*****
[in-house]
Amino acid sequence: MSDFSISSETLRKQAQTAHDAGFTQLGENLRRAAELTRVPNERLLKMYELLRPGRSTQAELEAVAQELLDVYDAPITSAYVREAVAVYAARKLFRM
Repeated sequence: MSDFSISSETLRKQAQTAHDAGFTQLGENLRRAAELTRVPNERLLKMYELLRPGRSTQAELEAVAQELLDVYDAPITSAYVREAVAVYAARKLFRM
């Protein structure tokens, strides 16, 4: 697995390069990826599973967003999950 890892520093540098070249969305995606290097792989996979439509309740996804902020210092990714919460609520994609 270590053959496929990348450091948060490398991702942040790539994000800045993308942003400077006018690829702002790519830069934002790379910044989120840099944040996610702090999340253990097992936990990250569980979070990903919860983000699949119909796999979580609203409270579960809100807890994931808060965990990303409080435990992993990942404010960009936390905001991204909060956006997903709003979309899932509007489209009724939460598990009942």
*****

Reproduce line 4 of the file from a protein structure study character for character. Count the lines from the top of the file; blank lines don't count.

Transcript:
């Protein structure tokens, strides 16, 4: 697995390069990826599973967003999950 890892520093540098070249969305995606290097792989996979439509309740996804902020210092990714919460609520994609 270590053959496929990348450091948060490398991702942040790539994000800045993308942003400077006018690829702002790519830069934002790379910044989120840099944040996610702090999340253990097992936990990250569980979070990903919860983000699949119909796999979580609203409270579960809100807890994931808060965990990303409080435990992993990942404010960009936390905001991204909060956006997903709003979309899932509007489209009724939460598990009942």